After just four months, the Baltimore Beat is closing, the paper announced this morning.
Here’s the full statement: “We launched the Baltimore Beat in November 2017 in an effort to provide a new alternative, independent journalistic voice to the city. We’re proud of the work we’ve done but, unfortunately, advertising support hasn’t been sufficient to sustain us. As a result, we are closing the Beat effective immediately. Thank you to our readers and advertisers and all those who reached out to help. We’re grateful for the opportunity and regret that we are unable to continue.”
Managing editor and news editor Brandon Soderberg told Baltimore Fishbowl the news came suddenly, with the staff finding out yesterday as they were getting ready to send the next issue.
“I was certainly under the impression that they were going to give us some time, more than the time they gave us, clearly, to develop this thing,” he said.
In the waning days of City Paper (full disclosure: where I also worked), Soderberg made the case for starting a new paper and eventually found a willing partner in BNP Omnimedia, the parent company of Washington D.C.’s LGBT newspaper, the Washington Blade, and several other papers. One of the company’s co-owners, Kevin Naff, served as publisher of the Baltimore Beat, and the paper reached an agreement with the Real News Network to share and collaborate on stories.
“I didn’t do what I did to go into business with someone that I didn’t think had our back,” said Soderberg.
Though ads in the print issue were picking up in recent weeks, Soderberg said that anyone who picked up an issue could see the Beat was not flush with revenue. Even so, he said ownership wrote off the sluggish winter months as normal and never conveyed to the staff that things were dire. If they had, he would have offered to drop pages, take a salary reduction or some other cost-cutting measures.
“If it was so unprofitable to them that they couldn’t keep it going, I guess I get that,” he said. “But I don’t understand why it wasn’t communicated to us.”
Reached by email, Naff wrote he had no further comment beyond the published statement.
From the start, the Beat has tried to provide a diversity of perspectives and an independent voice.
“Journalism is very white,” editor Lisa Snowden-McCray told Baltimore Fishbowl soon after the paper was launched. “We need diversity, we need to hear more voices, we need to hear more perspectives. Hopefully that’ll be what this helps give the city.”
Naff told Fishbowl he approached Baltimore Sun Media Group after it announced the closure of the alt-weekly, and even inquired about licensing the City Paper name.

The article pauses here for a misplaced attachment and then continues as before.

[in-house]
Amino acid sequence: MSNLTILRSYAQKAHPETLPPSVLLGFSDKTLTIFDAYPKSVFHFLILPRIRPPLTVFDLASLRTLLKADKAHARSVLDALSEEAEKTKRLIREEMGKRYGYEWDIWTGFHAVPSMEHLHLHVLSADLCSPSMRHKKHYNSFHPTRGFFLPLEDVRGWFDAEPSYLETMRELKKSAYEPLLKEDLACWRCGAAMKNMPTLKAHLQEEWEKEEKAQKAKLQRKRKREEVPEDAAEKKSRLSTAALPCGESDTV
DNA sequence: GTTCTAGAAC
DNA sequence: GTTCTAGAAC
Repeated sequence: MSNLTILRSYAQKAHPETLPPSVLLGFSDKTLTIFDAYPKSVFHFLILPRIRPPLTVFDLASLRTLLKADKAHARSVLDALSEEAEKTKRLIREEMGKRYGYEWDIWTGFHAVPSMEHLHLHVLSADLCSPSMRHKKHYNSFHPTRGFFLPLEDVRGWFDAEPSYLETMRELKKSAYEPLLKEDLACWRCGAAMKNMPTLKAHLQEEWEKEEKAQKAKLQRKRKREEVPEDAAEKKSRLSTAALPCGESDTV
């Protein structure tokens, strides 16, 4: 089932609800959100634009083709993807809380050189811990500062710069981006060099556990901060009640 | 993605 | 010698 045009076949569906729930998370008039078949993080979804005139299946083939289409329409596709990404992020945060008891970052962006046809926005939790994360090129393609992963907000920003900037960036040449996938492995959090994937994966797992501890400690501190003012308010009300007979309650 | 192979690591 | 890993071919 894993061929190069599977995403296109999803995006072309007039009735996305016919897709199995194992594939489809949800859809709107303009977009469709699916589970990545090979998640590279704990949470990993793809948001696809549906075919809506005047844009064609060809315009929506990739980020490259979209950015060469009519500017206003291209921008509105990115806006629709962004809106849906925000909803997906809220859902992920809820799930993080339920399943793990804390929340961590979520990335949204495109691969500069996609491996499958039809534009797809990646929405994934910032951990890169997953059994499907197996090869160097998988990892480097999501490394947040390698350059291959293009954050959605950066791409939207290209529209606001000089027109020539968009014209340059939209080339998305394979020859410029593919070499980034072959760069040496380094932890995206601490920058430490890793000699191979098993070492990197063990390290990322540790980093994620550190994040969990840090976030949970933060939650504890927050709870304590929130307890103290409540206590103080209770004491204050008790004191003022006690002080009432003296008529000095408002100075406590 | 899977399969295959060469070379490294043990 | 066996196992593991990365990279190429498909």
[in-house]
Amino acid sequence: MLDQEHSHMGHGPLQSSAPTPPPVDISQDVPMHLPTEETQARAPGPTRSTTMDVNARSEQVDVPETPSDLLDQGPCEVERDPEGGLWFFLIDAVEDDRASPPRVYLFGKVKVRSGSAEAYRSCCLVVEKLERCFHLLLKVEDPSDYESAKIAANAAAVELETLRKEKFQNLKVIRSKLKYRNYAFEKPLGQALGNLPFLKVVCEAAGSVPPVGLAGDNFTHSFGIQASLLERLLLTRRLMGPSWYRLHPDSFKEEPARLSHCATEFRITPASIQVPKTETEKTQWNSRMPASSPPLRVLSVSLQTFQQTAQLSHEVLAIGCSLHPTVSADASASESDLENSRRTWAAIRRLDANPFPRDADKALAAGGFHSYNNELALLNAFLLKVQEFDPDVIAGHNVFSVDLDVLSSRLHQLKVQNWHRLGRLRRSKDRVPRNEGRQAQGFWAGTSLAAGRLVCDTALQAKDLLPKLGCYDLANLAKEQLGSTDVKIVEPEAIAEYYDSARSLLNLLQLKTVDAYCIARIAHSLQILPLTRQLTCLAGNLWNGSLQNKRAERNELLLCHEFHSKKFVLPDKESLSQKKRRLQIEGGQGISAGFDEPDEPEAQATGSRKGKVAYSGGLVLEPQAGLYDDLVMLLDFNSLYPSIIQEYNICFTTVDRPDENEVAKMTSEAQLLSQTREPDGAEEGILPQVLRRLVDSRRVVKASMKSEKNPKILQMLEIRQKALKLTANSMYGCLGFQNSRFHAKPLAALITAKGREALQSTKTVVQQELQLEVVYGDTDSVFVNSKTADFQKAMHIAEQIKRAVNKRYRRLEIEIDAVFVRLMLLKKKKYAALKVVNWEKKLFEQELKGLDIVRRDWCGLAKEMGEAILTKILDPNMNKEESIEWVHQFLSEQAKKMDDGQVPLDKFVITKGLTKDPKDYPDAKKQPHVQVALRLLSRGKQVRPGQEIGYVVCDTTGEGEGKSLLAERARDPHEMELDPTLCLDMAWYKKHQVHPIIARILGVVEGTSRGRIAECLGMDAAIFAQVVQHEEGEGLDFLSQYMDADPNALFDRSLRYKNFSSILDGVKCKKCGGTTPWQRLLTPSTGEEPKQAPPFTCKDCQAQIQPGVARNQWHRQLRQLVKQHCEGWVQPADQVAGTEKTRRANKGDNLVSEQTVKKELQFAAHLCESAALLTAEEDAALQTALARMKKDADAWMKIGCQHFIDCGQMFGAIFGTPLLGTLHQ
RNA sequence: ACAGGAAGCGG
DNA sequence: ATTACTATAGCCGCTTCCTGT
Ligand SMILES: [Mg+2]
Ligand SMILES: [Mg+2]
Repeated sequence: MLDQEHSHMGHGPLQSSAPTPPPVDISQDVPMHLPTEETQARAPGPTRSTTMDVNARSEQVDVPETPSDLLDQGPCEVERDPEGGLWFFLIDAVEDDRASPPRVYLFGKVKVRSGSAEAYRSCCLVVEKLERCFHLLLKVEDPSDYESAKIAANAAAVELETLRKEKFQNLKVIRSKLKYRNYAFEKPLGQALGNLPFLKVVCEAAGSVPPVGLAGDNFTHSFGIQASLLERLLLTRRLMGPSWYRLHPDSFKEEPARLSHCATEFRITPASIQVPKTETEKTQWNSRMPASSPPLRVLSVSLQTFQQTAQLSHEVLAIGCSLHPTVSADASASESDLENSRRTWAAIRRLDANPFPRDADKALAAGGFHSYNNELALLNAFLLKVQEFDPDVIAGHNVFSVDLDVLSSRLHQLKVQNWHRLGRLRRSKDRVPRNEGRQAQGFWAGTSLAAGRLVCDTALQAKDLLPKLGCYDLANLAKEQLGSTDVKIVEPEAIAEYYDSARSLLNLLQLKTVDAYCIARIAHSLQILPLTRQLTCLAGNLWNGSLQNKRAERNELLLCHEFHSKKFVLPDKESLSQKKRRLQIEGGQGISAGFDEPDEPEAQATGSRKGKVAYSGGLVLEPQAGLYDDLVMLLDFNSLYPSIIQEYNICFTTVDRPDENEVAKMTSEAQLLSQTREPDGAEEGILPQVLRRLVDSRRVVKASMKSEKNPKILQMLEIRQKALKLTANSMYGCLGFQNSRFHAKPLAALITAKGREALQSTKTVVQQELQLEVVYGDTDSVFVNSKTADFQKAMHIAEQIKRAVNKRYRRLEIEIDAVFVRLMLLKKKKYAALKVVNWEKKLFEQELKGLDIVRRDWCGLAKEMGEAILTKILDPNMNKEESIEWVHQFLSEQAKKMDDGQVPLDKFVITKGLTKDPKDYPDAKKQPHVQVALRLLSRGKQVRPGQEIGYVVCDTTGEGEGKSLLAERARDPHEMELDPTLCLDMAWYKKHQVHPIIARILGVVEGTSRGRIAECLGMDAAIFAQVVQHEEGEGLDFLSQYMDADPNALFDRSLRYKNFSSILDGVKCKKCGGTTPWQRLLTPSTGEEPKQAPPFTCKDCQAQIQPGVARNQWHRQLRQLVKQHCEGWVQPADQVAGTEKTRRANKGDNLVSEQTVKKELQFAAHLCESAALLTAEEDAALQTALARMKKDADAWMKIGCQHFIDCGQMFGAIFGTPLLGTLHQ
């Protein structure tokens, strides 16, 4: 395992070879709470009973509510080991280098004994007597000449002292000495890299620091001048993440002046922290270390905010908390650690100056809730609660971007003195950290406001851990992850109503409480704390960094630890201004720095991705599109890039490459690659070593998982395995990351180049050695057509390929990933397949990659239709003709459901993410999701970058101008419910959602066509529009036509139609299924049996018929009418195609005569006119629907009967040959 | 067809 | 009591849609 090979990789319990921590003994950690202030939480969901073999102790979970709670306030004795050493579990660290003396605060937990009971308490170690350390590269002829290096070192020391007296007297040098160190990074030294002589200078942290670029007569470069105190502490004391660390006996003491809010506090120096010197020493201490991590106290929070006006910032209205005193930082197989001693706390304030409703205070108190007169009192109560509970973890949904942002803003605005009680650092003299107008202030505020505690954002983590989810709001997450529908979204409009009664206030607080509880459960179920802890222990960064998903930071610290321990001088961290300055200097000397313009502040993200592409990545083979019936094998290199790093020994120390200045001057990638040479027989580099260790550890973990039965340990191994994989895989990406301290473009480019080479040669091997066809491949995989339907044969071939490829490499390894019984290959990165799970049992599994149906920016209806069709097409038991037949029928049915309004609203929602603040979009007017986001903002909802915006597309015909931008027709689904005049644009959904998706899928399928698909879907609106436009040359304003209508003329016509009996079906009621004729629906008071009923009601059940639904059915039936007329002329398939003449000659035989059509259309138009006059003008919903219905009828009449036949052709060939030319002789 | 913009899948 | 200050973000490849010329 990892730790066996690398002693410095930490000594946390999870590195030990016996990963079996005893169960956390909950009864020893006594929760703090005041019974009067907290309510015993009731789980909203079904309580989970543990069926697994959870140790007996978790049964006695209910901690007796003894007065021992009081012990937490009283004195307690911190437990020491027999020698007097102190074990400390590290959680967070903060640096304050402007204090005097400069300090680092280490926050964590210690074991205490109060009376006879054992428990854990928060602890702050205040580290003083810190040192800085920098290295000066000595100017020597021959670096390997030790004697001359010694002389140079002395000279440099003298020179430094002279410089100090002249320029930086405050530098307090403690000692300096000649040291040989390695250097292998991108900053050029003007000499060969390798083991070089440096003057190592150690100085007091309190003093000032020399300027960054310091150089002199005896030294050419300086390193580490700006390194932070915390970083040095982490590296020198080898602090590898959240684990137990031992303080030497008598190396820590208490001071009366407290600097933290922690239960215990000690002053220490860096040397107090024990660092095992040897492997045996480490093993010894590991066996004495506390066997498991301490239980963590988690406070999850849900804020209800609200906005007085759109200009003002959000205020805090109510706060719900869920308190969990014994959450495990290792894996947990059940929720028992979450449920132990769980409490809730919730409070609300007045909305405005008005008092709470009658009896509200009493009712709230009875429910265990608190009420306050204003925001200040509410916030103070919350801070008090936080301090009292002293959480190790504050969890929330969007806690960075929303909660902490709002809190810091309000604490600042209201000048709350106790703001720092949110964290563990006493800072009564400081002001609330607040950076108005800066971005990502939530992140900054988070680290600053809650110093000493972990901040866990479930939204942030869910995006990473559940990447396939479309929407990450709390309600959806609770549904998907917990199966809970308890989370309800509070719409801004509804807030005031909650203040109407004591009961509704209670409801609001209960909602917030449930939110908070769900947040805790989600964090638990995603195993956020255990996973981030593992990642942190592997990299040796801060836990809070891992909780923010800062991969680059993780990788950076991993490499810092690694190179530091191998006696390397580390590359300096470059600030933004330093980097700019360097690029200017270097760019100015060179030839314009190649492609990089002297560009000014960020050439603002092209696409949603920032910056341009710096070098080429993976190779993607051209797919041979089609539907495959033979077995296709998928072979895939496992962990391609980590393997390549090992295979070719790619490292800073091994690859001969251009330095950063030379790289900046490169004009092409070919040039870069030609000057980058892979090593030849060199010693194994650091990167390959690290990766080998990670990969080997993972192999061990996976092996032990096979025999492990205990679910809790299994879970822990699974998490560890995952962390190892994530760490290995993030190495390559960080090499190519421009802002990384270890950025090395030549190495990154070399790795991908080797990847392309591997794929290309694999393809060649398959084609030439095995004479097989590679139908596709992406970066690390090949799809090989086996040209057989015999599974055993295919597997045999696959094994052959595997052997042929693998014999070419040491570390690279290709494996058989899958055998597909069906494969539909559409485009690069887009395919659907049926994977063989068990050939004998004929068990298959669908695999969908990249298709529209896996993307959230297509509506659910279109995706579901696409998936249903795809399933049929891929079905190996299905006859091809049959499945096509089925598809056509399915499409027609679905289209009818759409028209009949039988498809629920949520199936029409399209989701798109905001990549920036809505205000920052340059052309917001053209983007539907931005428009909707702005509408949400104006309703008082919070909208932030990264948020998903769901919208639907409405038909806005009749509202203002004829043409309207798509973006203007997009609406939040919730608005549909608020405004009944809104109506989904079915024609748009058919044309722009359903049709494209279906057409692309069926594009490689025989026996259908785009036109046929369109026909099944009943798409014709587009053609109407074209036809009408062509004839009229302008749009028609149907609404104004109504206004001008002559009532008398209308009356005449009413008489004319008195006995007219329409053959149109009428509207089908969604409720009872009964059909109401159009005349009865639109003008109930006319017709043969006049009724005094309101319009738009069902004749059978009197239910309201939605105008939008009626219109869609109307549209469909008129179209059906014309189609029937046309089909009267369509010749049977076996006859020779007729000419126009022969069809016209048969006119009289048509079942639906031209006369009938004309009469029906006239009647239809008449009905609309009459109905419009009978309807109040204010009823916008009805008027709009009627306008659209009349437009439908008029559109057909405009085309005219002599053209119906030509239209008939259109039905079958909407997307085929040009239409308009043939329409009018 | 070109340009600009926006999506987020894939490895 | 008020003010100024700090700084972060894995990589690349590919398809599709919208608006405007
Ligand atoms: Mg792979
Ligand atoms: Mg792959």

Rounding out the staff were CP alums Maura Callahan and Jennifer Marsh, serving as deputy editor and associate publisher, respectively.
In an email, Callahan said she is “proud to have made this happen with Lisa Snowden McCray and Brandon Soderberg—we each put in at least a year’s worth of work in less than half—and grateful to Brandon and Baynard Woods [of the Real News Network, which collaborated with the Beat] for coming to me last year with the idea that we can change the media landscape ourselves, here’s how we might do it.”
“I’m profoundly disappointed,” she said, “especially when Baltimore’s most vulnerable are in such dire need of an advocate. I think we provided that voice, and we were working to push that mission further.”
In this biased writer’s opinion, the Beat achieved quite a lot in its all-too-short run. The paper filled the void left by City Paper while carving its own distinctive path. And in the grand tradition of alt-weeklies everywhere, they covered stories with a heart and perspective that often eludes the mainstream press.
Soderberg said he was surprised by how quickly the Beat became part of the conversation in Baltimore. While next steps are unclear, the Baltimore Institute of Non-profit Journalism (BINJ), which Soderberg co-founded with Woods (another CP alum), is holding another fundraiser.
To date, BINJ has funded things like print issues of Lawrence Burney’s True Laurels zine on local hip-hop and culture and Reginald Thomas II’s recently released City That Hoops on basketball in Baltimore. Soderberg says the hope now is to fund news and investigate stories found in the Beat and City Paper, and that those will find a home somewhere.
And despite going through the deaths of two independent publications in Baltimore, he’s still optimistic a new project can take hold.
“I still think that there’s a lot of people out there that want to support a thing, and there’s a lot of people who have good ideas and do good work,” he said. “We’re trying to see what we can do next, or what we can imagine.”
This post has been updated.
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